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It's Eating Disorders Awareness Week in Canada (Feb.1-7, 2017). It has taken me about 15 years to ADMIT that I had an eating disorder (anorexia nervosa) as a child and teenager. If you know someone with an eating disorder, here are a few things to be aware of.
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It was 1991 and my first Christmas in my new home after my emotionally draining divorce. We lived in a depressed area. My family was 400 km away. I was struggling financially with a small business, helping in the community where I could, while nurturing my four-year-old who had some health challenges.
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I have spent over 14 years hiding this "tiny" part of my life, and it is now, only after writing my memoir, that I've realized that by hiding, I've been chipping away at my heart. I decided that I didn't want to hide anymore. I realized in that moment that I should have SHARED my pain instead of hiding.
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I desperately tried to HIDE my story. After my stroke, I hated the attention I received. I was lucky to have had a successful recovery but I did not understand why it was such a big deal, why newspapers wanted to write about it and why every single person I saw would make it the focus of a conversation.
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With the average price of a detached home out of most first-time buyers' reach, those with less than $1 million to spend have a few options. A lot of people are becoming creative with their buying power and choosing to utilize more unusual or unconventional options to solve the issue of affordability.
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Women's hockey is evolving and the divide between female and male athletes is blurring. Canadians are viewing female athletes as just that, athletes. We're not satisfied with the notion of "they play well for a girls team." Female competitors play well, period.
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Salaries are getting lower; people are malcontent with three weeks of vacation and mediocre benefits; and there is a rise in people earning, saving, jumping off, freelancing, downsizing and living the life they want. The #dreamjob doesn't exist. On the other hand, the happily balanced life can, but only if we give it a chance and start to operate differently.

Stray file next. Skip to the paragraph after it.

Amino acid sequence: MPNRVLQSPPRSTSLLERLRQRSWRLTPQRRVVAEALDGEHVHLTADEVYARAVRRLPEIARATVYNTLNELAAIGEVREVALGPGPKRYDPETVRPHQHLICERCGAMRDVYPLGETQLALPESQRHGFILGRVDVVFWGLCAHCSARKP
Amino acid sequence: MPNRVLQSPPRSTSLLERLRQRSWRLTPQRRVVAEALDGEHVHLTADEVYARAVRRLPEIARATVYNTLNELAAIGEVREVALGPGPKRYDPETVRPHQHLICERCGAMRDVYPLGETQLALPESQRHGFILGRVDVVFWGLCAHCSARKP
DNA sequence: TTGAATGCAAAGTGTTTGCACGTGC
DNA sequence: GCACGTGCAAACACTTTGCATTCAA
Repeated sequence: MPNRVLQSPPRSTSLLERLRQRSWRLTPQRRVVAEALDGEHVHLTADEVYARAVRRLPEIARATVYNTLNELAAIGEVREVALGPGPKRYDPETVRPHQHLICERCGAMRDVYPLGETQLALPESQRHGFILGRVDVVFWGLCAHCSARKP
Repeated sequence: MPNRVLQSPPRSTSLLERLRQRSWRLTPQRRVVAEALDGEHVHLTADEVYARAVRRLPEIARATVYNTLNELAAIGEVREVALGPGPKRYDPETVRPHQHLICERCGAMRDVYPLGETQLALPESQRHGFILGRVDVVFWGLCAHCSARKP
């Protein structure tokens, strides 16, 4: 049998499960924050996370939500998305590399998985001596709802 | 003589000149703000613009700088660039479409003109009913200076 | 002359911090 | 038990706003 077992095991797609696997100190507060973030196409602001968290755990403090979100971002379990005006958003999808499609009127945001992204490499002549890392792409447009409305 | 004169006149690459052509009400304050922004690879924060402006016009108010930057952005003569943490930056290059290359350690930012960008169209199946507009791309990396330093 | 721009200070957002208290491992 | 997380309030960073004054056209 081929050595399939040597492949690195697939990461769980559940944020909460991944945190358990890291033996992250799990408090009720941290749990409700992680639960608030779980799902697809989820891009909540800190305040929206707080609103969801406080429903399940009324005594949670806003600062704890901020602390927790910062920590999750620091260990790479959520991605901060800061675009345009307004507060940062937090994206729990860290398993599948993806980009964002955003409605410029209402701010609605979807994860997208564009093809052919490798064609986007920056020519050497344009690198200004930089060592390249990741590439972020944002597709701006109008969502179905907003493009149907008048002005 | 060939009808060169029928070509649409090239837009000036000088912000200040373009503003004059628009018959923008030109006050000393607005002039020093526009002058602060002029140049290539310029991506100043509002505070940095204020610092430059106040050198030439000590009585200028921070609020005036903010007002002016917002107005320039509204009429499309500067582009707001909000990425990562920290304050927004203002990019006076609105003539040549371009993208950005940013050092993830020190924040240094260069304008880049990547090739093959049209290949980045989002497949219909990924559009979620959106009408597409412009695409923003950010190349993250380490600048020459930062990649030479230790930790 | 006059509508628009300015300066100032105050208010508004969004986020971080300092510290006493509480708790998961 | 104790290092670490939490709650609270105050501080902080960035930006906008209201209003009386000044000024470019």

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Great ideas have the potential to change everything. However, these ideas need to be shared, discussed and acted upon or they will dissolve and simply not make the impact they were intended to. Crossing a threshold -- whether a breaking point or a boundary, frequently results in a transformation.
Sharing was the backbone of humanity for much of history. Now, when we have occasional need for products or services that we value, we can access it when we need it. They're less expensive, less wasteful, environmentally sound and increasingly available.
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Today more than ever it's important to be judicious with what you click on in the fast streams of information and people that pass through your computer. For healthy endorsement and effective peaceful posting, consider the following.
With a reported record cost of $4.5 million rate for a 30-second spot in the U.S. and up to $200,000 in Canada, many companies don't have the budget to get their brand into the big game. That doesn't mean businesses won't get creative and try to intercept the spotlight during the mecca of the advertising calendar. Companies can attempt a field goal with the following three points to get noticed.
Well, it's that time of the year again, when the media -- new, old and everything in between, including this blog -- fixates on compiling its Year-End List. While the act of "Listification" seems to...
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I'm feeling a little sentimental this morning, as I think about my dad (as I often do), so I decided to share some of my thoughts with you all. How lucky was I to have had an early role model and ment...
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I was meant to give that ice cream to those people. To have all the people in the airport help me out on my odd quest and it would not possibly have been as sweet, if the ice cream had survived.
So what did I learn? If I had kept it all for myself I would have had nothing.
Build it and if it's WORTH IT, they will come. In fact, more than that, if it's REALLY worth it, they will seek you out and hunt you down. WHERE you are isn't as important as WHAT you are.
These days, given the overwhelming tsunami of social media, the conventional wisdom of who we are has shifted away from us and onto others, to become "You Are What You Share"...whether you choose to share your feelings about food, clothing, French lawyers/politicians, or the act of sharing itself.
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Imagine being a street kid for a second. You can't always just go home. Every day is a survival. Finding food and shelter is your job. Everything is an obstacle. Every time you beg for change, every time you go to the bathroom, every time you want to sleep, eat or drink -- nothing comes easy.
While older folks may not have started society's social media obsession, we may, surprisingly, be the ones who are unwittingly facilitating our kids' dependence on it through our own actions and examples. To this end, we should take a long hard look at our social media behaviour.
During a brief vacation away with my Greek immigrant parents in sunny Florida, I had the serenity to engage them in several wonderful lengthy chats about their past (always a favourite topic of mine) and to quietly observe them. These are the additional gems that I have gained from my parents' experiences.